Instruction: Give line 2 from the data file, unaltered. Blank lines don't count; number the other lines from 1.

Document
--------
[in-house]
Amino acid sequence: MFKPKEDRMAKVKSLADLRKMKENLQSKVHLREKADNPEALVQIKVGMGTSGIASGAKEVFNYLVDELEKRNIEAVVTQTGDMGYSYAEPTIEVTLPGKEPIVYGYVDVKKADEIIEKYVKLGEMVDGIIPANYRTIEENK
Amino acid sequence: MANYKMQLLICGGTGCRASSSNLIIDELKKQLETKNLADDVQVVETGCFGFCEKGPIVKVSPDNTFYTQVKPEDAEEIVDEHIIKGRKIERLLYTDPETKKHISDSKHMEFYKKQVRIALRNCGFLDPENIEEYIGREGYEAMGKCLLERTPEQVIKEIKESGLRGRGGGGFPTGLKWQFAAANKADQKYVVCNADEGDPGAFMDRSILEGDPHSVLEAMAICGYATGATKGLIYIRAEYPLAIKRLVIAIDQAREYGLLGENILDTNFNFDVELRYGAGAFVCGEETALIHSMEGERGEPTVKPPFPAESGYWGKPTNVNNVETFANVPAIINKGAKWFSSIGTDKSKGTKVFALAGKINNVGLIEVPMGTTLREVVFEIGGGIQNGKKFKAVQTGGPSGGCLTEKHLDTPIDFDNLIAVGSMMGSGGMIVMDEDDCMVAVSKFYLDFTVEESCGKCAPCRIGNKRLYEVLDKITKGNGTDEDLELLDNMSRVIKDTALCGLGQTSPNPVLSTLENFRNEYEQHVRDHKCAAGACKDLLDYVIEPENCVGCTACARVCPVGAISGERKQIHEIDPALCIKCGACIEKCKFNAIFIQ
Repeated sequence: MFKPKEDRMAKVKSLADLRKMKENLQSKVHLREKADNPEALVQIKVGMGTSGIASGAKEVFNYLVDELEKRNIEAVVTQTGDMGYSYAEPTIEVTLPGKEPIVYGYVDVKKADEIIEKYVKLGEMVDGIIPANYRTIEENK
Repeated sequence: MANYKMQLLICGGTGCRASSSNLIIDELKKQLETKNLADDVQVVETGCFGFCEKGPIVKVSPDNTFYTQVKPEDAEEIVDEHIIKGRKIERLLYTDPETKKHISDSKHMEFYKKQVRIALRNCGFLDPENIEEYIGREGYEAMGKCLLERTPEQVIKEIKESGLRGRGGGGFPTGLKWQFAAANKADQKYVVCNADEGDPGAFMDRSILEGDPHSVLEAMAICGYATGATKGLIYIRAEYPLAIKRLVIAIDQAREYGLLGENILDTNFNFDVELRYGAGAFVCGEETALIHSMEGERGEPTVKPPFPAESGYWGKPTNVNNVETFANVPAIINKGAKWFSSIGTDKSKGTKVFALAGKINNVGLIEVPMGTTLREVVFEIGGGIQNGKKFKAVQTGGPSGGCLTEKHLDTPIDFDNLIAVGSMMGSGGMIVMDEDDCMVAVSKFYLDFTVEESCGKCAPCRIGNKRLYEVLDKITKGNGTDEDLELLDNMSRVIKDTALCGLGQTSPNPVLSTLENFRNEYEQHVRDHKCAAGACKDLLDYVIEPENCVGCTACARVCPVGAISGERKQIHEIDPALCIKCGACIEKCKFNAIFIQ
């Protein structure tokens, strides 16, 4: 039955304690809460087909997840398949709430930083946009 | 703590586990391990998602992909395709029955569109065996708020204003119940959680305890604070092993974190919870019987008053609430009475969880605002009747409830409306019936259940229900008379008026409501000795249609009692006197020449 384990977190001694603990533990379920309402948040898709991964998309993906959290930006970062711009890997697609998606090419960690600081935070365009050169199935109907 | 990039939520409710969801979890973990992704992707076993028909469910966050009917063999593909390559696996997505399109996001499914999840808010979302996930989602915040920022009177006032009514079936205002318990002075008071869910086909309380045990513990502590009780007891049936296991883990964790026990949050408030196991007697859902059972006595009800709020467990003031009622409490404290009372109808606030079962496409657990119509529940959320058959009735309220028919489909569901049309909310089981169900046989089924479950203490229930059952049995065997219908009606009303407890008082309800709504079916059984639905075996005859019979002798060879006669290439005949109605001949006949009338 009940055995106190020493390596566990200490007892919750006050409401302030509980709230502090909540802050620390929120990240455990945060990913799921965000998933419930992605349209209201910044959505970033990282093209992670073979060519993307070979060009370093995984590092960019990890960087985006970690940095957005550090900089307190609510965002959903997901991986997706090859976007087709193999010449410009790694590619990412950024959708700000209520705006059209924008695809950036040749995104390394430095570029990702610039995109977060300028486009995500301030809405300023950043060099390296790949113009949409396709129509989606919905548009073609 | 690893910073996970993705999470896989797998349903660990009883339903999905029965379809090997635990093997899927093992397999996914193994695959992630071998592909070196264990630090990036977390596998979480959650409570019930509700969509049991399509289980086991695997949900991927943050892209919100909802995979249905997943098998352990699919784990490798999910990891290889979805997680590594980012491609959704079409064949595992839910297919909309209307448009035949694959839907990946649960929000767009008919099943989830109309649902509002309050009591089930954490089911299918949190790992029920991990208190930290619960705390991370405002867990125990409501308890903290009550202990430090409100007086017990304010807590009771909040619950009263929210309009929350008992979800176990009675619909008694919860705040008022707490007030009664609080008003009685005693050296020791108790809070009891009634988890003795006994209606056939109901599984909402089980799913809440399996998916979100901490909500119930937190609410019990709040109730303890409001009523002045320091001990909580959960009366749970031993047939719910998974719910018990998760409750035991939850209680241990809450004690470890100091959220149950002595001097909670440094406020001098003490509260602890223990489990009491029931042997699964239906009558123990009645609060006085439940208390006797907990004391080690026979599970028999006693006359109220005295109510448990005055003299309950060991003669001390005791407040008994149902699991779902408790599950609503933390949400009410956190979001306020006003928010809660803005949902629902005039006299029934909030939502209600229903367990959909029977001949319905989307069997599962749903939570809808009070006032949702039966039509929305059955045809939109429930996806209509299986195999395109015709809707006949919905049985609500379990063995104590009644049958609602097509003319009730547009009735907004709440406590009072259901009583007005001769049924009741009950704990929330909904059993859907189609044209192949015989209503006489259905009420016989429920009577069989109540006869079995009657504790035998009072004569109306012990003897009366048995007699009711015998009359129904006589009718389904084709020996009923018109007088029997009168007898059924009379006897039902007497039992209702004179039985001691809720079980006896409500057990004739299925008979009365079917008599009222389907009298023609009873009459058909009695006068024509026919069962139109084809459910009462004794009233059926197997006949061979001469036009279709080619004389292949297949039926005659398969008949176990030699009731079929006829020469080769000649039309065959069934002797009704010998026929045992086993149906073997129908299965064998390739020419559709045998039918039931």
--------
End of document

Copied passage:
Amino acid sequence: MFKPKEDRMAKVKSLADLRKMKENLQSKVHLREKADNPEALVQIKVGMGTSGIASGAKEVFNYLVDELEKRNIEAVVTQTGDMGYSYAEPTIEVTLPGKEPIVYGYVDVKKADEIIEKYVKLGEMVDGIIPANYRTIEENK